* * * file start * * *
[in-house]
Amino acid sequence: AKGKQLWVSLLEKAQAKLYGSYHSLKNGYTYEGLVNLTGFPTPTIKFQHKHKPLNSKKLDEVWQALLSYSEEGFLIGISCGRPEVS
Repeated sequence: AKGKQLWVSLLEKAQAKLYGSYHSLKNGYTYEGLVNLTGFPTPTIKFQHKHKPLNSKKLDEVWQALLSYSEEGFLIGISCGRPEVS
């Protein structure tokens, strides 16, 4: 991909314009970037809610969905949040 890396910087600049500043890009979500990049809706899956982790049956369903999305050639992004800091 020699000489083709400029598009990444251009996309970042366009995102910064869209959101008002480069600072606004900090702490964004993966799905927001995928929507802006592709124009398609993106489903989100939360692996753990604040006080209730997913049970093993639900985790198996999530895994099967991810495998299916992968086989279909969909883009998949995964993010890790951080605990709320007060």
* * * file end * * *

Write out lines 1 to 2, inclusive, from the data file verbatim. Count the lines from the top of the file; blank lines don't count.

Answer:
[in-house]
Amino acid sequence: AKGKQLWVSLLEKAQAKLYGSYHSLKNGYTYEGLVNLTGFPTPTIKFQHKHKPLNSKKLDEVWQALLSYSEEGFLIGISCGRPEVS